We all know that plant biodiversity is fundamental for a healthy ecosystem. And before starting Brightseed, I worked at the United Nations for some time. A big lesson of my time there, and in particular, working with the private sector, while I was at the UN, was that aligning corporate and environmental goals is really powerful. And when you can have that alignment, it's pretty unstoppable. And it is actually possible. So there are two ways in which Brightseed enables this. The first is we valorize plants so that we can increase the diversity of the crops that are grown. And we can add to that business case to protecting biodiversity. If there is yet one more reason why a certain crop can maintain or be certain acreage or is worthy of distribution, because customers are now valuing the bioactive content that it has, it kind of adds to that business case. There is also a broader business case on biodiversity, which is the dark matter, you know, back to what we don't know. And if we don't know what these crops are, or plants that may not be cultivated yet are giving us, we may be missing out on a lot of applications for health. And the other way in which, you know, Brightseed impact is this area is with agricultural practices, you know, the history of agriculture has focused on yield. And then on shelf life, you know, we want to make sure that that berry that gets to the shelf and survives the trip, and then can be in your fridge for a few days. And then we optimise it for sight, fruit looks beautiful and bright, then it's more likely to be purchased. But we haven't quite optimised for bioactive content. And it turns out that agricultural practices, and the quality of the soil actually have a really important impact on whatever the bioactives and those nutrients that plants then can provide us as we eat them. So there was a golden thread here, that what is good for the planet. And it's actually pretty good for human health. And it can be really good for business too.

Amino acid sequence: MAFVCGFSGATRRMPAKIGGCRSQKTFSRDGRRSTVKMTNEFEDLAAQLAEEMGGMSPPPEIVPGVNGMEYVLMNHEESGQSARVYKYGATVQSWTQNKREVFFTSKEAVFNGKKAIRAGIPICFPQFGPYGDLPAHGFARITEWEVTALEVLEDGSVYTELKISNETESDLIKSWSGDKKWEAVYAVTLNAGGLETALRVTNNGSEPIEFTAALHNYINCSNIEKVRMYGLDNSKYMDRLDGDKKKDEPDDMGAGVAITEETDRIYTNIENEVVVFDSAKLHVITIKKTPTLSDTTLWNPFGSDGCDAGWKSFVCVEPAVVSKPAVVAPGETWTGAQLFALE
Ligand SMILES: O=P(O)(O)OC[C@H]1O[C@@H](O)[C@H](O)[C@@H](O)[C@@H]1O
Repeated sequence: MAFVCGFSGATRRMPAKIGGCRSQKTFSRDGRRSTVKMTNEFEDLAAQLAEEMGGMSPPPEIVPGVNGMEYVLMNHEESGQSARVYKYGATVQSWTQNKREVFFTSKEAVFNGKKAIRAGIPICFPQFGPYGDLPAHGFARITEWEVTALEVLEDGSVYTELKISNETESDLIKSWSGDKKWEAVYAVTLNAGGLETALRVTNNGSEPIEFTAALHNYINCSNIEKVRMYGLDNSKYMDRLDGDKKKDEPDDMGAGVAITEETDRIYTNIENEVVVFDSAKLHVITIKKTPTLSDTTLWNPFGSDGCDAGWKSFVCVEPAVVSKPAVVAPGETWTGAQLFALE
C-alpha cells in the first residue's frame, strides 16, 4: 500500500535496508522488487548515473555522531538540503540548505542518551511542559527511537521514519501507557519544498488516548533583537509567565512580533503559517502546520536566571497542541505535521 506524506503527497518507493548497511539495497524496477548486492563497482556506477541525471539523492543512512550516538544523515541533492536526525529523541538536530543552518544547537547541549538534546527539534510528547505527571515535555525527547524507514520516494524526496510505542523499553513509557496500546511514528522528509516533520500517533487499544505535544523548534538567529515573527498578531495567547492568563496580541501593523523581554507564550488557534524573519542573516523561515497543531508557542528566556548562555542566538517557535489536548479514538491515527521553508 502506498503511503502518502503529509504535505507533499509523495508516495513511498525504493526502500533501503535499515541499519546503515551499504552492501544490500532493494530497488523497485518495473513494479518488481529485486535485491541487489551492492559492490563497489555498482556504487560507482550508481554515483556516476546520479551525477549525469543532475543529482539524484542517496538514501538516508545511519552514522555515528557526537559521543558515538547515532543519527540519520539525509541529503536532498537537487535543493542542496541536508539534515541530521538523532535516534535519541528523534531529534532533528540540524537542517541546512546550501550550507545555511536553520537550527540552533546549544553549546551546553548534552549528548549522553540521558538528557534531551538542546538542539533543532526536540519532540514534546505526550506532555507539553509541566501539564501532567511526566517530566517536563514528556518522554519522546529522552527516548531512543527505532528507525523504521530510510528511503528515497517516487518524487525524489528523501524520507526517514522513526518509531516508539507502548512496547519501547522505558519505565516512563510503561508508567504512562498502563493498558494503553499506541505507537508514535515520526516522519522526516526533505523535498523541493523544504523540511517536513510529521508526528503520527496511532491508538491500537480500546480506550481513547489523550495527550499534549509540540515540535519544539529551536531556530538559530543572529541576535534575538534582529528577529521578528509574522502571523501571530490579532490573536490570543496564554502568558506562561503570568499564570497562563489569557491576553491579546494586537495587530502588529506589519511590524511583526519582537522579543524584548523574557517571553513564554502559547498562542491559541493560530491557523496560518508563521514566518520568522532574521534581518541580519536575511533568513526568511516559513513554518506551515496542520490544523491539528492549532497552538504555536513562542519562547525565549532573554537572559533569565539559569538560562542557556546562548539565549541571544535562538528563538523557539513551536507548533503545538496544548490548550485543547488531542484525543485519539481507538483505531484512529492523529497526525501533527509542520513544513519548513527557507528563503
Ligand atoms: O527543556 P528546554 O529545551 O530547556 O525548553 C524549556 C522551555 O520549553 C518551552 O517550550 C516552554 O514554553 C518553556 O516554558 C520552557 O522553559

Heather 08:15
I love that. I love how that's all connected together and really going back to supporting the plants themselves so that they can then support humans. It's that sort of virtuous cycle.

Sofia 08:25
Yeah, it's exactly, you know, we like to say a Brightseed that humans are a part of nature. And recognising that if we all live in balance and harmony, we can uncover really powerful ways to maintain both planetary health and human health.

Heather 08:40
So we have this emphasis, but then at the same time, there's this great use of technology, this forage or platform, the use of artificial intelligence. How do you see that this could even benefit other parts of our nutraceutical industry? You know, integration of omics data, for example, or different phytonutrients?

Sofia 08:59